Page 354

AUDITING—the process of making and keeping the records necessary to support accountability. See audit trail.

AUDIT TRAIL—the results of monitoring each operation of subjects on objects; for example, an audit trail might be a record of all actions taken on a particularly sensitive file or a record of all users who viewed that file.

AUTHENTICATION (OF IDENTITY)—an adjunct step to identification that confirms an asserted identity with a specified, or understood, level of confidence. Authentication can be used to provide high assurance that the purported identity is, in fact, the correct identity associated with the entity that provides it. The authentication mechanism can be based on something that the entity knows, has, or is (e.g., a password, a smart card that uses some encryption or random number for a challenge-response scheme, or a fingerprint).

AUTHENTICATION OF A MESSAGE (OR A FILE)—the process of adding one or more additional data elements to communications traffic (or files) to ensure the integrity of the traffic (or files). Such additional elements are often called ''message authenticator(s)" and would be an example of an integrity lock.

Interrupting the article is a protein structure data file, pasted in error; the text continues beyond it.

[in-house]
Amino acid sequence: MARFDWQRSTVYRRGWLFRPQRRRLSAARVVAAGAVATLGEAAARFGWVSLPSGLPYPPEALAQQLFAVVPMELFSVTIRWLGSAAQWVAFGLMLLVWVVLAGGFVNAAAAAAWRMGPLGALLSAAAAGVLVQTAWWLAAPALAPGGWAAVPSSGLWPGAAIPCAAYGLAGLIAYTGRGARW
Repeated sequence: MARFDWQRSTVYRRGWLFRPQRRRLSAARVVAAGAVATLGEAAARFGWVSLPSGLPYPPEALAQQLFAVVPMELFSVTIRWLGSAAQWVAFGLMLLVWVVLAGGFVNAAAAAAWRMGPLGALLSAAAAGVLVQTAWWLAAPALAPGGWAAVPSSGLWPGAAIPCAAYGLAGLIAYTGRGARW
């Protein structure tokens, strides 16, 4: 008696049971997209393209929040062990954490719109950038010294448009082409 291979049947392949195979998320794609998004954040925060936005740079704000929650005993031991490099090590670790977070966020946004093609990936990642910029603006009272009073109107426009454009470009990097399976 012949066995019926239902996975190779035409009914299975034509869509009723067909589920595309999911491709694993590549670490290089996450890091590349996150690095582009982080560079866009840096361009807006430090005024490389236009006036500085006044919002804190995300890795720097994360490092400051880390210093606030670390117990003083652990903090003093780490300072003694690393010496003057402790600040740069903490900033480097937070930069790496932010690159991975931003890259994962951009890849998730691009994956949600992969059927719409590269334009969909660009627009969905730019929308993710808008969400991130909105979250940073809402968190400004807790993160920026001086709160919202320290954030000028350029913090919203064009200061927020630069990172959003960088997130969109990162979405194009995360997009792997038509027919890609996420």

AUTHENTICITY—a security service that provides a user with a means of verifying the identity of the sender of a message, a file, a computer system, a software process, or even a database or individual software component.

AUTHORIZATION—determining whether a subject (a user or system) is trusted to act for a given purpose, for example, allowed to read a particular file.

AVAILABILITY—the property that a given resource will be usable during a given time period, for example, that an encrypted file can be decrypted when necessary.


BACK DOOR—an aspect of a system's mechanism that can be exploited to circumvent the system's security.

BINARY DIGIT—one of the two symbols (0 and 1) that are commonly used to represent numerical entries in the binary number system.

BIT—a contraction of the term "binary digit."

The National Academies | 500 Fifth St. N.W. | Washington, D.C. 20001
Copyright © National Academy of Sciences. All rights reserved.
Terms of Use and Privacy Statement